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Tuesday, February 28, 2012

Test of Metal - The Metal Island: Enter Leviathan

We're not done with Nicol Bolas just yet.

The Metal Island: Enter Leviathan

With Tezzeret gone, Nicol Bolas can not wait to get started with removing the device in his brain.

“You and me both, brother.”

Bolas lurched upright. The voice had been impossibly deep, impossibly dark and most of all, impossibly close.

The fabric of the universe rips open behind him and Bolas crouches down ready to attack this new, unknown planeswalker. This unknown dragon planeswalker... wait a second... This dragon that looks just like Nicol Bolas himself.

Or, as the newcomer says, more like the other way around.

This newcomer is larger, younger, and more powerful than he is. Bolas senses so much power in the other that he cannot believe he even exists.

The newcomer tells Bolas that he is the true Nicol Bolas. And that he isn't the dragon he thinks he is.

“Nice job with Tezzeret, by the way. You learn a lot about someone by how he treats you when he's got nothing to fear. And now we've got him working for us willingly. Enthusiastically. Hells, he thinks he's doing us a favor.

Bolas is so confused, and the true Nicol Bolas explains. The problem is two-fold. Constructs, like what he is, tend to deteriorate over time. And second of all, while he needed a construct believable enough to trick Tezzeret into thinking he was interacting with the real thing, he needed to make one that was stupid enough to fall for Tezzeret's trick.

The real Nicol Bolas tells the construct that he's not stupid enough to do his own dirty work in person.

The construct's only reply is to say that he seems to be doing just that right now.

Nicol Bolas scowls.

“Maybe that's the real lesson,” the simulacrum said. “You should make a note of it, so you don't forget.”

“Because when you come right down to it, none of us is as smart as we think we are.”

* * *

The Nicol Bolas Answer

So that's the answer to the question. The answer to why I hated the characterization of Nicol Bolas throughout this book. He was actually a false copy of Nicol Bolas this whole time.

I've had more time to think about this chapter than most of the others because it was so short, and I've transitioned from being shocked, angered, impressed, and disappointed.

Friend of the Blog Troaccid commented in reply to the previous chapter:

I expect by now you're starting to see what I was talking about when I said this book is much better on the second reading. If you went back and re-read the Metal Island segments with all this additional context in mind, plus the reveal in the epilogue, they'd be a lot less confusing, right?

I will have to say he's right. This book would be better during a second read through. There would be less confusion and less reason to question the characterization of the Nicol Bolas that's being presented to us.

It makes sense. Partially.

But there are still some problems with this. An expertly written novel that banks on a twist needs several components.

1) A good story/protagonist/setting/etc. pre-twist.
2) Clues scattered throughout that work pre- and post-knowledge about the twist
3) A good story/protagonist/setting/etc. post-twist.
4) The transition from one state to the other needs to make sense.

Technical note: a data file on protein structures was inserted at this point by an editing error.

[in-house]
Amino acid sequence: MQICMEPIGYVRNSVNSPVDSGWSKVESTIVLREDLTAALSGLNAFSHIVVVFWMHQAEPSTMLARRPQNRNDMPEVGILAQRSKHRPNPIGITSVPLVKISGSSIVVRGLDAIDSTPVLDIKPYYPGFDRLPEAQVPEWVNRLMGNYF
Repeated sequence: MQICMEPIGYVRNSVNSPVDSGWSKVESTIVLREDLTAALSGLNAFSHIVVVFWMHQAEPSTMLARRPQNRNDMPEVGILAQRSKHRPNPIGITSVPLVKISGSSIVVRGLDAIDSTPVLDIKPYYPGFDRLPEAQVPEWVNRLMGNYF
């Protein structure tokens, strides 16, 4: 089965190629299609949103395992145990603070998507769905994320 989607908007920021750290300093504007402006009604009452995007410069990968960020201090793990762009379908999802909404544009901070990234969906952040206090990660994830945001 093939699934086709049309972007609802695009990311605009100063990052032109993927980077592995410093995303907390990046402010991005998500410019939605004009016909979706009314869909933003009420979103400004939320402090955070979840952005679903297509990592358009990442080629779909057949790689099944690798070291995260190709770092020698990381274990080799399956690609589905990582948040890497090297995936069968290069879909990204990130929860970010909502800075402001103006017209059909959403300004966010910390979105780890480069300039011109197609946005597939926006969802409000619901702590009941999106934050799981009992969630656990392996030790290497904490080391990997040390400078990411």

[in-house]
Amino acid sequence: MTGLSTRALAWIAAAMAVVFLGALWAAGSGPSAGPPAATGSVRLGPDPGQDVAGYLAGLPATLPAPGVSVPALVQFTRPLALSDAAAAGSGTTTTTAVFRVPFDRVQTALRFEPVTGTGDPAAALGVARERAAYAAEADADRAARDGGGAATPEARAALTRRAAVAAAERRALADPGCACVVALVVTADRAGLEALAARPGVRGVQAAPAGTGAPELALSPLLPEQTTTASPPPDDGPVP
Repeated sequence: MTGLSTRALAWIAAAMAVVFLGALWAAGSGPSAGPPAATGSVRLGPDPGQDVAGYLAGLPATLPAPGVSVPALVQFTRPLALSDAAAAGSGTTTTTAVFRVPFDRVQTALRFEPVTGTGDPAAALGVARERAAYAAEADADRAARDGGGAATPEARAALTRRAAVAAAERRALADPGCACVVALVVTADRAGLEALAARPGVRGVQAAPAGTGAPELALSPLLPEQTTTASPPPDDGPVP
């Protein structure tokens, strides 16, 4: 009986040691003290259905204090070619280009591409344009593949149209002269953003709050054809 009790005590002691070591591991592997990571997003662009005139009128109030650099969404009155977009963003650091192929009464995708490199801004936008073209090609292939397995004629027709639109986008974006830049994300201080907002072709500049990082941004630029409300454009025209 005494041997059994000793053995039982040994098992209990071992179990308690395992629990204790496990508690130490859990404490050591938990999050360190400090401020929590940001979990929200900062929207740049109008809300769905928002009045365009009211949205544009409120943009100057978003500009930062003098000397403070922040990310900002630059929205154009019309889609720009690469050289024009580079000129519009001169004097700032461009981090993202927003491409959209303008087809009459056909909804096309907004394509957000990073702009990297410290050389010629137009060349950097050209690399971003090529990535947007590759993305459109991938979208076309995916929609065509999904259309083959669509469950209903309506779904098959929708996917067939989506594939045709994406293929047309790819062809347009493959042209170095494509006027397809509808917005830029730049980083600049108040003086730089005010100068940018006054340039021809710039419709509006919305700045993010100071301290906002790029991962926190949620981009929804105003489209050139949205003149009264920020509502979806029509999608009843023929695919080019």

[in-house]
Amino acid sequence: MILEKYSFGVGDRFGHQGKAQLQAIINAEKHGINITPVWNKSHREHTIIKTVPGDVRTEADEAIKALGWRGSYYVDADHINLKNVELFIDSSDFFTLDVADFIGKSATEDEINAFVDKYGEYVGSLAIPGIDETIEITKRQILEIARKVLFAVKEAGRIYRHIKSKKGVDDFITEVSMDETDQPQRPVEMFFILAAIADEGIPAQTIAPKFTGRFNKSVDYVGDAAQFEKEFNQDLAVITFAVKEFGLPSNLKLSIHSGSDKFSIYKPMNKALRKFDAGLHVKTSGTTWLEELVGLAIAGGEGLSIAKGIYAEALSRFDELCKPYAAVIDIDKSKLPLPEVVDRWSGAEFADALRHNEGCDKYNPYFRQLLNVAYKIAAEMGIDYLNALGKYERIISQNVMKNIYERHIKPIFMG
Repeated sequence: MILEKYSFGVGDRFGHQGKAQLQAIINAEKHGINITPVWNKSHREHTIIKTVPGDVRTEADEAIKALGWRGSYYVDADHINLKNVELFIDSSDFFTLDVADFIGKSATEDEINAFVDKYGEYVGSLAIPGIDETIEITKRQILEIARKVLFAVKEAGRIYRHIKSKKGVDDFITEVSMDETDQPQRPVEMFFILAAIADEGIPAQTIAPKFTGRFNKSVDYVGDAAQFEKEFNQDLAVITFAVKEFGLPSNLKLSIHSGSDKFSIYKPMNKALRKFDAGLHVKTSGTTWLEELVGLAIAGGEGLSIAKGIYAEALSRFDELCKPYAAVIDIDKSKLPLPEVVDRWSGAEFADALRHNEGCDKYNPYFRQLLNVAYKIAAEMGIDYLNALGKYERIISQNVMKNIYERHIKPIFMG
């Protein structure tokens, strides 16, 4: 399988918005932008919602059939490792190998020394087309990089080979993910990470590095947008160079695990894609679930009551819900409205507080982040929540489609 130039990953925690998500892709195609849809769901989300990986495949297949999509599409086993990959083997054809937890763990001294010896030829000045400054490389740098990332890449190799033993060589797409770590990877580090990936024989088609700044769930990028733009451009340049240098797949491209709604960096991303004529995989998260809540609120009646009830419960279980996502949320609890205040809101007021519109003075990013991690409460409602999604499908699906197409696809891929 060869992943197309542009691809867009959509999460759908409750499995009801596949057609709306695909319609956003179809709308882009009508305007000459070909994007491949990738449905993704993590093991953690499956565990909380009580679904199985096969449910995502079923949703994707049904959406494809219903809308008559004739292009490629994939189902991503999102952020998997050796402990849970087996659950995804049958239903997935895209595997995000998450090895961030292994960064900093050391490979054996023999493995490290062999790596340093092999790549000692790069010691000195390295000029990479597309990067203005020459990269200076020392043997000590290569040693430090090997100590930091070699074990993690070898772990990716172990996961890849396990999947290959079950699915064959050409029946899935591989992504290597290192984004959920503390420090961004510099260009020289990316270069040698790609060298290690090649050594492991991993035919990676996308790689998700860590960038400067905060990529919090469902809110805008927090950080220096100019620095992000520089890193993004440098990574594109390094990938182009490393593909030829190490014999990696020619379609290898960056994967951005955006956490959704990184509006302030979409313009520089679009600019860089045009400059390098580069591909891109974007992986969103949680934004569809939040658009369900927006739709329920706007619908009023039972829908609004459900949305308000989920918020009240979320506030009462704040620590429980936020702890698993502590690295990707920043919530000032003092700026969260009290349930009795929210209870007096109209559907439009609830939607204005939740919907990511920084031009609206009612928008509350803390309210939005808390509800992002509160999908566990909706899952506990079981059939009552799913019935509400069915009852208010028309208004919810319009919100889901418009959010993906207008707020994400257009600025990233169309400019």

For the most part, this book is missing that first component. And considering that this book is longer than the average Magic book, and that this twist is revealed 99% way through the book, the reader has to tolerate a character that is intentionally made irritating for longer than most Magic novels for sake of the twist!

(It would be easily forgivable if the ratios were the opposite. That the prologue to the book introduced the idiot Nicol Bolas and had Tezzeret thinking he won, only to find out in Chapter 1 it was all a trick and then move from there.)

The book may be better the second time through, but that means you have to get through it the first time.

"I'm going to have the readers suffer through most of the book, but when they read these three pages it will all be worth it!"

(Not entirely accurate because I did enjoy some of what I read, but you get what I mean.)

A larger problem is that this gives some excuse to Nicol Bolas, but it doesn't excuse the bad dialogue coming out of all the other characters, and doesn't excuse the rather off-putting characterization of Tezzeret himself.

Another Epilogue to Come

The next epilogue is even shorter than this... but I have no idea what to expect.


  1. Yeah, this is why I like your analyses. A lot of what I was confused over on the first read I just glossed over. This shows that it wasn't quite as impressive as I had first thought. And no, none of the epilogues help the overall planeswalker plot, other than that nothing really happened in this book. Nothing got accomplished after the first few chapters, and so, what was the point in the first place?

    1. I'm glad that you and other people find something worth while in these posts. But for the sake of putting things in perspective when it comes to my posts, the very act of creating this blog is part of the reason whey I'm noticing as much as I do.

      I'm pretty much reading each book twice. One fairly normal read through of each chapter, then a necessary skim as I summarize it. Plus I'm reading at a slower pace because of the whole one chapter a day deal which allows the information to really settle, *and* on top of that, knowing that I'm going to be writing down my impressions means I'm constantly evaluating what my impressions are of each chapter.

      All in all, it means that I'm catching more than I would if I was reading them like normal people do. That's good for people who want to read what I have to say, and it's good for me because I know I'm getting more out of each book by reading them this way, which just means I'm not likely to stop any time soon. =)